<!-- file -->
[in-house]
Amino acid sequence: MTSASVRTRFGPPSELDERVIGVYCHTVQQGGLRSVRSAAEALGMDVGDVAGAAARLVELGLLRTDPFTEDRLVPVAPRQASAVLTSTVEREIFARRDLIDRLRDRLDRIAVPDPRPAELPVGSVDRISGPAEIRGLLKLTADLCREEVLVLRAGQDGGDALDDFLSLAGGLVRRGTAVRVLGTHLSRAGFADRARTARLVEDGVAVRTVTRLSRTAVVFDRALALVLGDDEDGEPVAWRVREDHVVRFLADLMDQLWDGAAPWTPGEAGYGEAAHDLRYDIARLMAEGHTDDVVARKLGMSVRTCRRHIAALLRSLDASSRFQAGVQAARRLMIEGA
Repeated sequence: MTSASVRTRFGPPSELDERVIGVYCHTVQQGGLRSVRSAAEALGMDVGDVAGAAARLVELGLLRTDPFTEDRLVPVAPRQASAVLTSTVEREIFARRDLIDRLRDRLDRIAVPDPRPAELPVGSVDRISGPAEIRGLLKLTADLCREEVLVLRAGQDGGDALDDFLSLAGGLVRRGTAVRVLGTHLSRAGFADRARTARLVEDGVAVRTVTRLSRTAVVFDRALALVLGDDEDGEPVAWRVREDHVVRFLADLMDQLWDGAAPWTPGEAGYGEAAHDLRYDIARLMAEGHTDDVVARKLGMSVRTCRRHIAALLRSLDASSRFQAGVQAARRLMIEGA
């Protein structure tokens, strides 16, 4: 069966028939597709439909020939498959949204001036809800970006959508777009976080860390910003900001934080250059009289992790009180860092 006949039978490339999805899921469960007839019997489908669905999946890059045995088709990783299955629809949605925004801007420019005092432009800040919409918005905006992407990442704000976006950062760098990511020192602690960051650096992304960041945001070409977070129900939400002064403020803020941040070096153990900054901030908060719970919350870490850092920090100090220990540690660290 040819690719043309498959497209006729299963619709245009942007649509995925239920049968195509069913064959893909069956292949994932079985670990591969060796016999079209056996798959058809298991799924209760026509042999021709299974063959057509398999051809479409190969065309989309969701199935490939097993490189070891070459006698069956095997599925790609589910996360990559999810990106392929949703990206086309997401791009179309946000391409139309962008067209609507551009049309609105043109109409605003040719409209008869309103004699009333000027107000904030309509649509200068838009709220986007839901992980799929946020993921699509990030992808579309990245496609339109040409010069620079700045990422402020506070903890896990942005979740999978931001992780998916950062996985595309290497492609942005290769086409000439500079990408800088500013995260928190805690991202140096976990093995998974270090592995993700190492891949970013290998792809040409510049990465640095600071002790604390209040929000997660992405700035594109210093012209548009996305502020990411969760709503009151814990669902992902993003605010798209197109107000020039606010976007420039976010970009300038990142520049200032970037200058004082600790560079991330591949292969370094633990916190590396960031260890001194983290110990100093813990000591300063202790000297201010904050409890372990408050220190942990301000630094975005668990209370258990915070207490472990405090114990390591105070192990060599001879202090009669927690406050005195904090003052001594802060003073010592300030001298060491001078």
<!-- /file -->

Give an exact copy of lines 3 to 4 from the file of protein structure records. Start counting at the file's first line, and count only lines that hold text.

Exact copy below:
Repeated sequence: MTSASVRTRFGPPSELDERVIGVYCHTVQQGGLRSVRSAAEALGMDVGDVAGAAARLVELGLLRTDPFTEDRLVPVAPRQASAVLTSTVEREIFARRDLIDRLRDRLDRIAVPDPRPAELPVGSVDRISGPAEIRGLLKLTADLCREEVLVLRAGQDGGDALDDFLSLAGGLVRRGTAVRVLGTHLSRAGFADRARTARLVEDGVAVRTVTRLSRTAVVFDRALALVLGDDEDGEPVAWRVREDHVVRFLADLMDQLWDGAAPWTPGEAGYGEAAHDLRYDIARLMAEGHTDDVVARKLGMSVRTCRRHIAALLRSLDASSRFQAGVQAARRLMIEGA
């Protein structure tokens, strides 16, 4: 069966028939597709439909020939498959949204001036809800970006959508777009976080860390910003900001934080250059009289992790009180860092 006949039978490339999805899921469960007839019997489908669905999946890059045995088709990783299955629809949605925004801007420019005092432009800040919409918005905006992407990442704000976006950062760098990511020192602690960051650096992304960041945001070409977070129900939400002064403020803020941040070096153990900054901030908060719970919350870490850092920090100090220990540690660290 040819690719043309498959497209006729299963619709245009942007649509995925239920049968195509069913064959893909069956292949994932079985670990591969060796016999079209056996798959058809298991799924209760026509042999021709299974063959057509398999051809479409190969065309989309969701199935490939097993490189070891070459006698069956095997599925790609589910996360990559999810990106392929949703990206086309997401791009179309946000391409139309962008067209609507551009049309609105043109109409605003040719409209008869309103004699009333000027107000904030309509649509200068838009709220986007839901992980799929946020993921699509990030992808579309990245496609339109040409010069620079700045990422402020506070903890896990942005979740999978931001992780998916950062996985595309290497492609942005290769086409000439500079990408800088500013995260928190805690991202140096976990093995998974270090592995993700190492891949970013290998792809040409510049990465640095600071002790604390209040929000997660992405700035594109210093012209548009996305502020990411969760709503009151814990669902992902993003605010798209197109107000020039606010976007420039976010970009300038990142520049200032970037200058004082600790560079991330591949292969370094633990916190590396960031260890001194983290110990100093813990000591300063202790000297201010904050409890372990408050220190942990301000630094975005668990209370258990915070207490472990405090114990390591105070192990060599001879202090009669927690406050005195904090003052001594802060003073010592300030001298060491001078």